As researchers look for a cure or vaccine for HIV/AIDS, many of those trying to stop the spread of the pandemic are volunteers. They donate many hours of their time caring for patients or raising awareness about the disease. One such volunteer in the United States is a Zimbabwean man.
Far from Zimbabwe, in the north-central US city of Minneapolis, Minnesota, Neville Ansley donates his time as an American Red Cross AIDS educator.
He came to the United States in 1997 when his wife was hired by a large Minneapolis company. But long before then, in 1981, he first saw the impact of HIV/AIDS.
He says, "I’m actually a Zimbabwean by birth. And after the political changes in Zimbabwe in the early 80’s, I left to move down to South Africa. And in the Early to mid 90’s, one of the guys I worked with became very seriously ill with HIV and AIDS related illnesses. He couldn’t drive himself to his treatments and his family asked me to do it. And I drove him for quite a while backwards and forwards from his appointments. He eventually died of AIDS-related complications."
Upon his arrival in the United States, Mr. Ansley had a lot of free time on his hands. That led him to volunteer work.
"When I got into Minnesota, my wife is a computer specialist and I didn’t have a visa to work," he says. "She had the h-one-v visa. So I had four years while I was waiting for my green card to come through, I read an ad in the paper asking for drivers for the Minnesota AIDS project."
He says whereas HIV/AIDS is often in the news in many African countries, that’s no longer the case in the United States.
Mr. Ansley says, "Generally in the US today, HIV, because it’s on the back burner (not an immediate concern) in the media – unless it’s a celebrity and a high profile person we don’t ready much about HIV and AIDS any more. And when we do it’s all related to countries outside of the US. So the interest in HIV and the knowledge of HIV is really second hand knowledge."
Most of his AIDS education classes are geared toward middle school students, or pre-teenagers. He says their knowledge of the disease varies.
He says, "It really depends which kids you’re dealing with. You know, I’ve done the small towns outside Minneapolis / St. Paul. I’ve spoke to the small towns and they have a small town view of it. And they do react differently to the kids in town. I mean the downtown school in Minneapolis – the same kids at the same age – have a really different attitude toward sex and sexuality."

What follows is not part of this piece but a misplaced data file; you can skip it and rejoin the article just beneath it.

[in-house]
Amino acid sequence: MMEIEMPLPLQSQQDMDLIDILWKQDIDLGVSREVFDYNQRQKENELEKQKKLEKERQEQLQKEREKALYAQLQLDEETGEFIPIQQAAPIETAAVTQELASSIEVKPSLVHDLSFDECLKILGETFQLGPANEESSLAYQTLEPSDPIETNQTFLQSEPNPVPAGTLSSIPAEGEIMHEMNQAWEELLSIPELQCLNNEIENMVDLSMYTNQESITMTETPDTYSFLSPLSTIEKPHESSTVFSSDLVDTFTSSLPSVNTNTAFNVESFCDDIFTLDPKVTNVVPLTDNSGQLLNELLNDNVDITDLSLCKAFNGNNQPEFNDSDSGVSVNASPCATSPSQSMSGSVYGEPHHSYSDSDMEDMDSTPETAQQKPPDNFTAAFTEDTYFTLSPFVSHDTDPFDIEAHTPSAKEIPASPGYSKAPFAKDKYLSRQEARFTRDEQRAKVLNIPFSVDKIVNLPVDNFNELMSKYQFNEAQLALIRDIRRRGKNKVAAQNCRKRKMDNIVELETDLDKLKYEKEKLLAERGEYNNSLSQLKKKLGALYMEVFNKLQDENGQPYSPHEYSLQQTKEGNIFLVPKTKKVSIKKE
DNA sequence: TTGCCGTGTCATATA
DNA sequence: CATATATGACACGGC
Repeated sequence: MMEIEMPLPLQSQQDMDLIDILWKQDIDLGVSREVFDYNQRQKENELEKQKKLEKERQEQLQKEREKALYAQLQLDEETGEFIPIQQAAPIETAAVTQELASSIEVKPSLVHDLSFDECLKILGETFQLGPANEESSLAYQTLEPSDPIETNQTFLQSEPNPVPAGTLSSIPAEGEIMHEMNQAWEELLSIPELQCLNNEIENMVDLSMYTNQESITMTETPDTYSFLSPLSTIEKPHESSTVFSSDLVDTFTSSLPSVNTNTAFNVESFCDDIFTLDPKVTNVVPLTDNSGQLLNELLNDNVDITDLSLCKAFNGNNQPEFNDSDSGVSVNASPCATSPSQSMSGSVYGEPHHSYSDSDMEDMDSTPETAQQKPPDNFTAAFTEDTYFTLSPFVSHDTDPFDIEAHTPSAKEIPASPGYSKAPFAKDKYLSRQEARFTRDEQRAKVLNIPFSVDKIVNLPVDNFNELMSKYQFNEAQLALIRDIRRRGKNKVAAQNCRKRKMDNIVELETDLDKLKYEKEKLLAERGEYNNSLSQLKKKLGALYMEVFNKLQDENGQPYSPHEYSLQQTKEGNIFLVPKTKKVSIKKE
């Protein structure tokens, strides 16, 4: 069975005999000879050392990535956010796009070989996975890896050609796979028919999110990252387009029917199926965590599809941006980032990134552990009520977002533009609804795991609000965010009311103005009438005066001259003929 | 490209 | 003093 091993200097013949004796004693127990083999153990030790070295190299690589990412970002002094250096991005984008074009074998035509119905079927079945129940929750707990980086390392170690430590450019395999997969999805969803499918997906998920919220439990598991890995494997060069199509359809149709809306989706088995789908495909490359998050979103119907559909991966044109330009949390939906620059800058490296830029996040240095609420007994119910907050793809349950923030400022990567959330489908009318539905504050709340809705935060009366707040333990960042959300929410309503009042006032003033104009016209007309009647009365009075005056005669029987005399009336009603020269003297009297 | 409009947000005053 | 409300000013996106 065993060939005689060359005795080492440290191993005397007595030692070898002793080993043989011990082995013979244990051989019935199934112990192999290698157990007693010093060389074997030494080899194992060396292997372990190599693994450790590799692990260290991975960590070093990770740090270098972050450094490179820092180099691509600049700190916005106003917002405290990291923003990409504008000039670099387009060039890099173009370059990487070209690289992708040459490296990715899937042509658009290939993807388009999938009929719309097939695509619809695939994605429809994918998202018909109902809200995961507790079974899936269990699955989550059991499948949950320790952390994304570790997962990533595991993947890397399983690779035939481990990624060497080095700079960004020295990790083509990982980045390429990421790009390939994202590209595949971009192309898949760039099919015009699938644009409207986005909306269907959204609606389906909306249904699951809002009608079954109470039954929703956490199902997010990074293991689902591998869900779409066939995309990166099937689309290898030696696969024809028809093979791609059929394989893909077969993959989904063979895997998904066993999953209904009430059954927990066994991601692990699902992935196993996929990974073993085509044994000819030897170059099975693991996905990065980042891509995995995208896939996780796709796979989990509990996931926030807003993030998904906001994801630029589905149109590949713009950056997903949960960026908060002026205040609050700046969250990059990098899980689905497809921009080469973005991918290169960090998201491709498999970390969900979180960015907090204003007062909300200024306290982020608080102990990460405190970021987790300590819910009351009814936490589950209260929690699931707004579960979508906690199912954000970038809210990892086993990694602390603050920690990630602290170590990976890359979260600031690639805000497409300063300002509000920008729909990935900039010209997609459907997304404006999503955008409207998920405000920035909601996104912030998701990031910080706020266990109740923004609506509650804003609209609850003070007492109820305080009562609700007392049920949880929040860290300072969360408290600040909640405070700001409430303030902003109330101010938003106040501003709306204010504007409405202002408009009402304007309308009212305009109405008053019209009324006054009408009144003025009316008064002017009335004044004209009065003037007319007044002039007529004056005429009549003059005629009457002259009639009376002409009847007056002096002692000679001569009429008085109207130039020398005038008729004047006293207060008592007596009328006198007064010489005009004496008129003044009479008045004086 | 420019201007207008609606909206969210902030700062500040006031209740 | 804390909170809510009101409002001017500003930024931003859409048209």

Mr. Ansley says students in the city have a much more open attitude when it comes to talking about sex.
"When we talk about postponing sex it’s like, well, what do we do then if we’re not going to have sex? Whereas, when you get down to the smaller towns, they’re not so open about sexual activities. If they are active, it’s not that obvious," he says.
He says he’s encountered a number of misconceptions about HIV/AIDS among American students in Minnesota. Some wrongly believe that mosquitoes can spread HIV. Another misconception is that condoms fail because they break – when in fact they more likely to fail because people do not know how to properly use them.
The Zimbabwean-born volunteer says even in an open society like the United States, simply talking about condoms to students can be a problem.
He says, "You know, it’s one of those things before going into a school and doing education that you have to have a discussion with the teacher. What can I say with regards to condoms? What can’t I say? Can I actually bring a condom out or can’t I? I think a hundred percent of the schools so far, none of them have allowed me to do a condom demonstration with a model, which is fine because you don’t need that to get the message across. But we need to put to bed the issues related with condoms: the safety levels and the idea about what are the issues that face kids with condoms."
But he says despite the widespread availability of AIDS medications in the United States – and the information that’s readily available about the disease, there’s still much work to be done.
"Twenty years down the road," he says, "we have issues around HIV that should never be there, like we have a higher percentage infection rate today than we did twenty years ago. And that thirty percent of people who are infected with HIV don’t even know they’re infected. To me that is more scary than any issue around condoms."
Besides teaching each week for the Red Cross, Neville Ansley takes the idea of volunteerism a bit further. He also volunteers at the airport helping passengers find their way around. And he regularly donates blood plasma and platelets. He does have a paying job, working for a company that helps people get out of debt.
But he says whenever he has a tough day at the office, a little volunteer work helps to put life in perspective. He says volunteer work is part of the American culture.